More Evidence Stress and Cancer are Linked
November 25, 2006
Norepinephrine, a hormone produced during periods of stress, may increase the growth rate of cancer.
The norepinephrine can stimulate tumor cells to produce two compounds (matrix metalloproteinases called MMP-2 and MMP-9) that break down the tissue around the tumor cells and allow the cells to more easily move into the bloodstream.
Once there, they can travel to other organs and tissues and form additional tumors, a process called metastasis.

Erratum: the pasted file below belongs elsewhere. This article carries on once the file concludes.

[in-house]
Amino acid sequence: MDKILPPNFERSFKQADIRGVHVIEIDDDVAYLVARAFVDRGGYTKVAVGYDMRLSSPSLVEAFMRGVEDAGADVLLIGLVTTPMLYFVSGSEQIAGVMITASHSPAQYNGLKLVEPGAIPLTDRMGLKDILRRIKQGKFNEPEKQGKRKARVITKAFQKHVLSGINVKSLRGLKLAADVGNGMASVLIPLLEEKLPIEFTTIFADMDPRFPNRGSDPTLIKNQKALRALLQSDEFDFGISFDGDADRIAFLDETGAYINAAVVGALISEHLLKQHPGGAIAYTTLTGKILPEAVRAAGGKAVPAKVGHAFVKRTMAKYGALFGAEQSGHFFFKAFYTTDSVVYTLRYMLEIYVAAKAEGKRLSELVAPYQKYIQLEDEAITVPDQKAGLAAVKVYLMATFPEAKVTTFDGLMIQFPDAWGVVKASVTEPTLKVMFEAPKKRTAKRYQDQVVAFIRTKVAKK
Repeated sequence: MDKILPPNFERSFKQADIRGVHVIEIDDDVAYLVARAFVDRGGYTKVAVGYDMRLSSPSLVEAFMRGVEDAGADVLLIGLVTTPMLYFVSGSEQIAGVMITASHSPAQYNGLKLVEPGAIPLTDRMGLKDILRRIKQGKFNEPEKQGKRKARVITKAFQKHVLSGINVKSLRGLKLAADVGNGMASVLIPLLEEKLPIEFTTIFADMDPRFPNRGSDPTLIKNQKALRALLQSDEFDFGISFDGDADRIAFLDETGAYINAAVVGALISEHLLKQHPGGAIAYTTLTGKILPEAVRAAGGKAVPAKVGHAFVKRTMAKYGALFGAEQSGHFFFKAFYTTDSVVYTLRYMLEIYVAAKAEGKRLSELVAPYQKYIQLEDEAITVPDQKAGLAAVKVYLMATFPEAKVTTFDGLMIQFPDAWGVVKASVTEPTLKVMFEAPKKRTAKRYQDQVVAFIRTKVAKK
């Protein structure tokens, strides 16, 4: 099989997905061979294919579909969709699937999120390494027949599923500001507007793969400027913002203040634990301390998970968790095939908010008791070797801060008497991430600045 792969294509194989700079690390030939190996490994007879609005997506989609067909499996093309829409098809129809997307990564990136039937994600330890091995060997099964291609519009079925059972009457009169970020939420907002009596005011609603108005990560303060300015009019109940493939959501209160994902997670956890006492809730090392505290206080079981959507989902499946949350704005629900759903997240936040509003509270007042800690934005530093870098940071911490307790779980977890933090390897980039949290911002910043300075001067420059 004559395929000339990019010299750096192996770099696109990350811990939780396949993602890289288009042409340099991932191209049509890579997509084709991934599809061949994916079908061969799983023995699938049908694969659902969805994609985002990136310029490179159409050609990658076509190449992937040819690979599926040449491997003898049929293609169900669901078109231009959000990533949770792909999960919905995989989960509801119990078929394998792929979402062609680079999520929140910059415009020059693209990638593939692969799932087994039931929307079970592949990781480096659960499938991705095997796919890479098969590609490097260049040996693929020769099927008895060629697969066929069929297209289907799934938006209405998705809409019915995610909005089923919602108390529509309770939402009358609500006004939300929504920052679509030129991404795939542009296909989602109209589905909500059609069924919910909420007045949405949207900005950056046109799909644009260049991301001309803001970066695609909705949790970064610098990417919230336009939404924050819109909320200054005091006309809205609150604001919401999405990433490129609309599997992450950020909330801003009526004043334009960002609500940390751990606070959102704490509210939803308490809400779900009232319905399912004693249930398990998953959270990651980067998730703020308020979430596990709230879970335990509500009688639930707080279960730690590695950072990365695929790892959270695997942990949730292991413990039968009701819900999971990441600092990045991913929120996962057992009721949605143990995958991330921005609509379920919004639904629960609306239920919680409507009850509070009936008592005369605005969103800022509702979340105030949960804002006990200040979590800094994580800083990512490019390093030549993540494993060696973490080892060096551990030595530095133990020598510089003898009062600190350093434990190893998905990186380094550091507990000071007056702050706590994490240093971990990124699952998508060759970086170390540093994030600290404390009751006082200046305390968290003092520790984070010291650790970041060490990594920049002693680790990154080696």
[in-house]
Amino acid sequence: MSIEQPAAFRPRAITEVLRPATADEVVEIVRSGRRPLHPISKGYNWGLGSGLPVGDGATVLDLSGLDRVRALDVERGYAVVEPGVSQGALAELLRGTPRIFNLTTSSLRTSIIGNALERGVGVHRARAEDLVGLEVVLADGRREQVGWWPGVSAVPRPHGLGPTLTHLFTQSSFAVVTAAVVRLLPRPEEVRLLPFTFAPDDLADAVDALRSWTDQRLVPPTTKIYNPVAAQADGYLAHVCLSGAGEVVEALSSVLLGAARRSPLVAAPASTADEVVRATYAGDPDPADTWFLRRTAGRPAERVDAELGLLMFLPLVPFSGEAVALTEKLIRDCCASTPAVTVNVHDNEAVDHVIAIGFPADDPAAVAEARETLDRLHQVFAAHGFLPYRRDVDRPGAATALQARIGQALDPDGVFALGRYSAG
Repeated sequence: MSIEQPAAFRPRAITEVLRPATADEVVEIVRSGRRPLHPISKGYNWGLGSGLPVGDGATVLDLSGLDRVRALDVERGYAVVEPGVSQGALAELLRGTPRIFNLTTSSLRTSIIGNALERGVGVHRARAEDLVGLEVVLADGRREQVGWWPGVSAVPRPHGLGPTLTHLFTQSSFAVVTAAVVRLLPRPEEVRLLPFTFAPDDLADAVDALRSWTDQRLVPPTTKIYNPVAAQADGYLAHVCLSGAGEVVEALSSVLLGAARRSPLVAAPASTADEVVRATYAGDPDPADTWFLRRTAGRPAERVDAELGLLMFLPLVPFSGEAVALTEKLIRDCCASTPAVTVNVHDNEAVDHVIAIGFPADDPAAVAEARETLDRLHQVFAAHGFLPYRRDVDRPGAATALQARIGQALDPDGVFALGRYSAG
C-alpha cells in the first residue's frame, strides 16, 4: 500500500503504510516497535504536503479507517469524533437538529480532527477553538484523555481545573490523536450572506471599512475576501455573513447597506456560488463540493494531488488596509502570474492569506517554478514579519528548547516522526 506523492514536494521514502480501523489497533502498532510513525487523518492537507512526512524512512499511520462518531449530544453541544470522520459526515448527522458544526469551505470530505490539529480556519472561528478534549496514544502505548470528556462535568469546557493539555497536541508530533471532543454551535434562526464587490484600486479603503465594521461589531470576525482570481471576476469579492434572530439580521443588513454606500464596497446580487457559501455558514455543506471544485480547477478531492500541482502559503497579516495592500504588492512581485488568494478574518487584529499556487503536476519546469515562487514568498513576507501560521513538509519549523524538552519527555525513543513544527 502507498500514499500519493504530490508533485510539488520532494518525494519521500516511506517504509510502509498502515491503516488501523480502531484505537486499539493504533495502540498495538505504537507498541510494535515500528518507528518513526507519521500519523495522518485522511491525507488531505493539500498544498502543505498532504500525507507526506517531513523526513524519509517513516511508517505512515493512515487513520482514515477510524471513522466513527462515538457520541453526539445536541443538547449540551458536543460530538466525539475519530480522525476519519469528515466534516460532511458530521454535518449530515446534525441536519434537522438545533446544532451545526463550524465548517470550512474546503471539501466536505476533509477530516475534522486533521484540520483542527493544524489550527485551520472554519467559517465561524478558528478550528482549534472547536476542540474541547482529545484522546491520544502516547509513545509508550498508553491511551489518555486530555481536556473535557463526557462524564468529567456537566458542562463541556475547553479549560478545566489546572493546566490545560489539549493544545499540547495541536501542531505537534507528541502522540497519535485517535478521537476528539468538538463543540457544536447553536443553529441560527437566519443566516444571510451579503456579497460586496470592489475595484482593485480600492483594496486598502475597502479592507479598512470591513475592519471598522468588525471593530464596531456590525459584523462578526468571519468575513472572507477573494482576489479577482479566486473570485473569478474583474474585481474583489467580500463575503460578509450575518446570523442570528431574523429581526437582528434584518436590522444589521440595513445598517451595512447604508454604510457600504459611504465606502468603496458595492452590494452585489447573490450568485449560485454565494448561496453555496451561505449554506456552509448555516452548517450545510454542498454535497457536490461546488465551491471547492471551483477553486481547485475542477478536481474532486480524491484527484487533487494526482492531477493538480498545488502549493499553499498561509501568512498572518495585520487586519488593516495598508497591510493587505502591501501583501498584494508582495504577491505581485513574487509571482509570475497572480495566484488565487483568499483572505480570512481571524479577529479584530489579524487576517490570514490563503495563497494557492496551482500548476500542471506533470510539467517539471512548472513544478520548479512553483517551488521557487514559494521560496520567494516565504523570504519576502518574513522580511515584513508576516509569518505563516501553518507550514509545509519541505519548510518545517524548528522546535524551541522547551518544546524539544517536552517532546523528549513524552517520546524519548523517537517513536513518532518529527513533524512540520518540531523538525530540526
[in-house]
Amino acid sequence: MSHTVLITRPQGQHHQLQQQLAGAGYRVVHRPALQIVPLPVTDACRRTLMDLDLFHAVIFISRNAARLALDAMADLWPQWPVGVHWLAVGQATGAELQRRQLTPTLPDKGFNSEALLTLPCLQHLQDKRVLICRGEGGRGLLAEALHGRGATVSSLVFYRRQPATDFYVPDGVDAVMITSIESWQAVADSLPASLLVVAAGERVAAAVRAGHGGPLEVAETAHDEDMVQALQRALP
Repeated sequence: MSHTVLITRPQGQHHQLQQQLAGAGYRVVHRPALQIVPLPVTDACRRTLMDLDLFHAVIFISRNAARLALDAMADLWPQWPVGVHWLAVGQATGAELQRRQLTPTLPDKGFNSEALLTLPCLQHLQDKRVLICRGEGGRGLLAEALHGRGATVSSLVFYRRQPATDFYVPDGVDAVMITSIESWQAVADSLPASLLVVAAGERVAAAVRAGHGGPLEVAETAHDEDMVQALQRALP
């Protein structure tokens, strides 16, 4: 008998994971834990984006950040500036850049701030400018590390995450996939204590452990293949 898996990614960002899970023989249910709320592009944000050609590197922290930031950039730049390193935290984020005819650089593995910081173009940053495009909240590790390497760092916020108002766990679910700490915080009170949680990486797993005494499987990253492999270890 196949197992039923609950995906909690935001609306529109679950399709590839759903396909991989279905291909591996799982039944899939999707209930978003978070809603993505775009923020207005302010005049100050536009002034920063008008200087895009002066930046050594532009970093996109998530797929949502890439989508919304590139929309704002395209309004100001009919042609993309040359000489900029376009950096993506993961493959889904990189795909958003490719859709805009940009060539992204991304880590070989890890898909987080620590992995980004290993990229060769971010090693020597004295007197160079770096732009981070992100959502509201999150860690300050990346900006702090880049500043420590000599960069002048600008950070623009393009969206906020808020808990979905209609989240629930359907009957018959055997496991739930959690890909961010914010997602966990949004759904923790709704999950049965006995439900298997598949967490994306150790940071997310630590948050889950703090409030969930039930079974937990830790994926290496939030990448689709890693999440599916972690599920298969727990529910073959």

Norepinephrine may also stimulate the tumor cells to release a chemical (vascular endothelial growth factor, or VEGF) that can aid in the growth of the blood vessels that feed cancer cells. This can increase the growth and spread of the cancer.Researchers traced the harmful effect of norepinephrine after applying it to cancer cell lines used to study nasopharyngeal carcinoma (NPC), an incurable head and neck cancer associated most frequently with those of Chinese descent.